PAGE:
Monday, January 1, 2007

Kellogg Tour: Uptown, Photos taken 12/30/2006 (Part 4)

In its heyday, Kellogg's uptown area bustled with taverns, churches, clothing stores, banks, cafes, the city library, the Elks Club, car dealerships, furniture stores, drug stores, a bakery, an office supply store, etc. It's hard to believe, looking back, that so much was going on. Today, January 1, things have slowed down considerably. Here's a view looking up Kellogg's empty Main Street:

Where there used to be clothing stores and a loan center, now these second hand stores operate:

My dad's favorite bar is gone. Here is Dick and Floyd's exterior:

Next door is the entrance to the old IOOF hall. Our church was too small to hold all the Sunday School classes, so we older kids had Sunday School class upstairs through this door:

It's a gymnastics center now, but until I was in about the fifth or sixth grade, this was the United Church of Kellogg:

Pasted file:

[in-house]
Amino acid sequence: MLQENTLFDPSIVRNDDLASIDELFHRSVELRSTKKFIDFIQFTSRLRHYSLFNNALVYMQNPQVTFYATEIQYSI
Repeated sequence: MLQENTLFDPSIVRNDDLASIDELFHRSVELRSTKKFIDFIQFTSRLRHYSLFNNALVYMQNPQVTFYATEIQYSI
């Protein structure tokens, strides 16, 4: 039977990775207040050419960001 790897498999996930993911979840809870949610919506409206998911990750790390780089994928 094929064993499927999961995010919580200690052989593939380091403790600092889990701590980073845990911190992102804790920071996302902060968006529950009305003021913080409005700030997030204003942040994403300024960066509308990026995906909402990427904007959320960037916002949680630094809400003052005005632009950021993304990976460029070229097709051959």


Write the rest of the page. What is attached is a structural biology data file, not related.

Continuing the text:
In the last year, Emmanuel Episcopal Church merged with the parish in Wallace. Consequently, the church building uptown is up for sale:

For years, the most important place for me and my friends was the YMCA, long since closed:

Right next door to the YMCA was the little office and waiting room where Bunker Hill's employing agent Albi Sinks handed out orders, telling new employees where and who to report to when we started a new job for Uncle Bunker:

I hear that Dick and Floyd's and the YMCA and employment office are all being remodeled into condos. I hope the new residents don't mind the sounds of ghosts swimming, playing basketball, getting drunk, and being hired out on a new job.

1 comment:

Katrina said...

It's amazing, how (relatively) quickly things change. It would be flippant for me to blanket label all changes as unwanted--or not--but like most people, I resist the evolution of that which is familiar to me. I guess I measure out my approval on a change-by-change basis.

And (on a mostly, but not completely, unrelated note) sometimes I amuse myself by imagining how quickly all of our buildings and roads would collapse into dust if we were to just suddenly disappear. Not that I'm wishing for that; it's just something I think about.